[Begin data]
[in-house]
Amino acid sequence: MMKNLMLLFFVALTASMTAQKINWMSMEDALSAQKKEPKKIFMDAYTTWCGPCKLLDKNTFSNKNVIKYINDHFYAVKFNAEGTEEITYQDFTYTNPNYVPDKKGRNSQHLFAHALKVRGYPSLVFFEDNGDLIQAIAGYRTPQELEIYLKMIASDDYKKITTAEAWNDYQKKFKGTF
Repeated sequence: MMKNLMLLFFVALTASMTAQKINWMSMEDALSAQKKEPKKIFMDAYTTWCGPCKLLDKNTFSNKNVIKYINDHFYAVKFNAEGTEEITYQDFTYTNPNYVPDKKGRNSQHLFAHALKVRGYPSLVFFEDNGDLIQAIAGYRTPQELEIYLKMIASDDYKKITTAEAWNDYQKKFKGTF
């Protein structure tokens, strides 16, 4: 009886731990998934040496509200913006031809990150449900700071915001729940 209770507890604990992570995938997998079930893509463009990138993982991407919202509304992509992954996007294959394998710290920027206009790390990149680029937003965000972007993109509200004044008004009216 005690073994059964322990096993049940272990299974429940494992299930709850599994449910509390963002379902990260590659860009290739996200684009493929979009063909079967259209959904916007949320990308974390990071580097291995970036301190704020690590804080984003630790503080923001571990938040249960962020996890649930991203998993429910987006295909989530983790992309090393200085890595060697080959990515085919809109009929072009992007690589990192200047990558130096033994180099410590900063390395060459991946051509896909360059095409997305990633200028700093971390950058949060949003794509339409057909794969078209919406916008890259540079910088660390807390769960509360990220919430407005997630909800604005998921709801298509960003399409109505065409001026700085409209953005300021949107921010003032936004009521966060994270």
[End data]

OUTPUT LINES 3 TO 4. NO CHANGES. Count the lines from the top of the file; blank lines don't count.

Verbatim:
Repeated sequence: MMKNLMLLFFVALTASMTAQKINWMSMEDALSAQKKEPKKIFMDAYTTWCGPCKLLDKNTFSNKNVIKYINDHFYAVKFNAEGTEEITYQDFTYTNPNYVPDKKGRNSQHLFAHALKVRGYPSLVFFEDNGDLIQAIAGYRTPQELEIYLKMIASDDYKKITTAEAWNDYQKKFKGTF
């Protein structure tokens, strides 16, 4: 009886731990998934040496509200913006031809990150449900700071915001729940 209770507890604990992570995938997998079930893509463009990138993982991407919202509304992509992954996007294959394998710290920027206009790390990149680029937003965000972007993109509200004044008004009216 005690073994059964322990096993049940272990299974429940494992299930709850599994449910509390963002379902990260590659860009290739996200684009493929979009063909079967259209959904916007949320990308974390990071580097291995970036301190704020690590804080984003630790503080923001571990938040249960962020996890649930991203998993429910987006295909989530983790992309090393200085890595060697080959990515085919809109009929072009992007690589990192200047990558130096033994180099410590900063390395060459991946051509896909360059095409997305990633200028700093971390950058949060949003794509339409057909794969078209919406916008890259540079910088660390807390769960509360990220919430407005997630909800604005998921709801298509960003399409109505065409001026700085409209953005300021949107921010003032936004009521966060994270």